In this thought-provoking book, Paulo Ravecca presents a series of interlocking studies on the politics of political science in the Americas.

Focusing mainly on the cases of Chile and Uruguay, Ravecca employs different strands of critical theory to challenge the mainstream narrative about the development of the discipline in the region, emphasizing its ideological aspects and demonstrating how the discipline itself has been shaped by power relations. Ravecca metaphorically charts the (non-linear) transit from “cold” to “warm” to “hot” intellectual temperatures to illustrate his—alternative—narrative. Beginning with a detailed quantitative study of three regional academic journals, moving to the analysis of the role of subjectivity (and political trauma) in academia and its discourse in relation to the dictatorships in Chile and Uruguay, and arriving finally at an intimate meditation on the experience of being a queer scholar in the Latin American academy of the 21st century, Ravecca guides his readers through differing explorations, languages, and methods.

The Politics of Political Science: Re-Writing Latin American Experiences offers an essential reflection on both the relationship between knowledges and politics and the political and ethical role of the scholar today, demonstrating how the study of the politics of knowledge deepens our understanding of the politics of our times.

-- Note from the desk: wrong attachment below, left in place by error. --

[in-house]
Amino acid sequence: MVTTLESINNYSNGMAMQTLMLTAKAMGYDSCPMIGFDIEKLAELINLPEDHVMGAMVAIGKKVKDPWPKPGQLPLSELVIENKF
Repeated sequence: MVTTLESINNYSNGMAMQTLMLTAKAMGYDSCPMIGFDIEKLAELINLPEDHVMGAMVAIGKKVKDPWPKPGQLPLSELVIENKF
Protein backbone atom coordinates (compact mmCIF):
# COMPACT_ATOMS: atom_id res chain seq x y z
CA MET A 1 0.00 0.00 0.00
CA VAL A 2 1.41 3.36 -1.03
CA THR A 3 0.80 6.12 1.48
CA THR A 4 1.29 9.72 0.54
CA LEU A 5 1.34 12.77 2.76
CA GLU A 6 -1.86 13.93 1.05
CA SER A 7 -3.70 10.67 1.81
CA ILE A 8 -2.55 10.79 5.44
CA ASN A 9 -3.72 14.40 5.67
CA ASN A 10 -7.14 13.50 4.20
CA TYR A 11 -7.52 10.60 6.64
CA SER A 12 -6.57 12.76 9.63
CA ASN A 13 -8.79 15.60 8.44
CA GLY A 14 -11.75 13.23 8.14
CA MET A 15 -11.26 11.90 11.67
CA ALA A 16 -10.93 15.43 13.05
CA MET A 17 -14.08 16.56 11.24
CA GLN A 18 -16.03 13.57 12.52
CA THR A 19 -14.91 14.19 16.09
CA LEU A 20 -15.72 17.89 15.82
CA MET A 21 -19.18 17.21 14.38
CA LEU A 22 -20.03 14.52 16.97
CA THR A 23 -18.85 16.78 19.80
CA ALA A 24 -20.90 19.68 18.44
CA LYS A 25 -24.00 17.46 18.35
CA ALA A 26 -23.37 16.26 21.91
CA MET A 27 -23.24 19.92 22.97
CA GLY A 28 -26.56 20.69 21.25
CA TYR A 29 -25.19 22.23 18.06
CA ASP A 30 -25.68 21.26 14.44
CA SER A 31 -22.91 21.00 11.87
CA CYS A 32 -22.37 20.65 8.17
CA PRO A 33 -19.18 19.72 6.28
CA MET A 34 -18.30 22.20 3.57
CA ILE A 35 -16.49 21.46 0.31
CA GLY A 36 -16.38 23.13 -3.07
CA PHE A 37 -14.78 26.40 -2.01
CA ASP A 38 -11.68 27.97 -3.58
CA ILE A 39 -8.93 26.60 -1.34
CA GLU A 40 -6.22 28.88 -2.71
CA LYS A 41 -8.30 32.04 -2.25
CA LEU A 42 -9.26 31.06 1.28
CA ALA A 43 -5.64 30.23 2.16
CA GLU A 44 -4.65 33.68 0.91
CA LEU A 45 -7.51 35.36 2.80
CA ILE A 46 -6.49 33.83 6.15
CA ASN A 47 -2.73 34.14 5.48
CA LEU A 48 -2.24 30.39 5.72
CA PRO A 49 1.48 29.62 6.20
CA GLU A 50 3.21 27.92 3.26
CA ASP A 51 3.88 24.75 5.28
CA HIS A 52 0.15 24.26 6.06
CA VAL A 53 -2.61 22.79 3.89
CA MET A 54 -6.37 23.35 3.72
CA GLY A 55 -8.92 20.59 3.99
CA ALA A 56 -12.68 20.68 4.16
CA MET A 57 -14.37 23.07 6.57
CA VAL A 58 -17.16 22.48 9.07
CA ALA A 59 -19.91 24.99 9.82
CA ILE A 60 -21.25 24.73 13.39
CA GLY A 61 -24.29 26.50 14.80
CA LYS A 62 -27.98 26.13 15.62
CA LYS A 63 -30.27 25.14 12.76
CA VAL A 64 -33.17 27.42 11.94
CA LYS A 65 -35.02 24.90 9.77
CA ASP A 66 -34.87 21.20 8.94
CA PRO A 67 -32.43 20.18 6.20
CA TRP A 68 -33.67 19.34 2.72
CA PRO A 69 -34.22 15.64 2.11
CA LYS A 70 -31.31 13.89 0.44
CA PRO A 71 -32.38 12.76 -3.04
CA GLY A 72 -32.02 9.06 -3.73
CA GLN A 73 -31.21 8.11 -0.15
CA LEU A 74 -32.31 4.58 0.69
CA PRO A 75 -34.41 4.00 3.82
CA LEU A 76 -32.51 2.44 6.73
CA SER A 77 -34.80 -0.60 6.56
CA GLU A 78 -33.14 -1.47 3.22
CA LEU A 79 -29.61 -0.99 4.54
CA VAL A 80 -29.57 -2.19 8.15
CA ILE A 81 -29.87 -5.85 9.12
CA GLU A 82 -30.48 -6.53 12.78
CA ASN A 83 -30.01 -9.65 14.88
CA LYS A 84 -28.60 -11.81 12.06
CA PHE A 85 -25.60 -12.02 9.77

chapter |15 pages


The Politics of Political Science in Latin America

chapter 1|32 pages

Power, Knowledge, and Complex Relationality

Theory and Method*

chapter 2|48 pages

When Political Science Was Authoritarian

Chile, 1979–1989 (Cold) *

chapter 3|69 pages

From Revolution to Transition

The Making of a Conformist Academia in Uruguay and Beyond(?) (Warm) *

chapter 5|45 pages

The Temperatures of Thinking and Politics

An Assemblage of Critical Theories and a Problematizing Re-Inscription of Political Science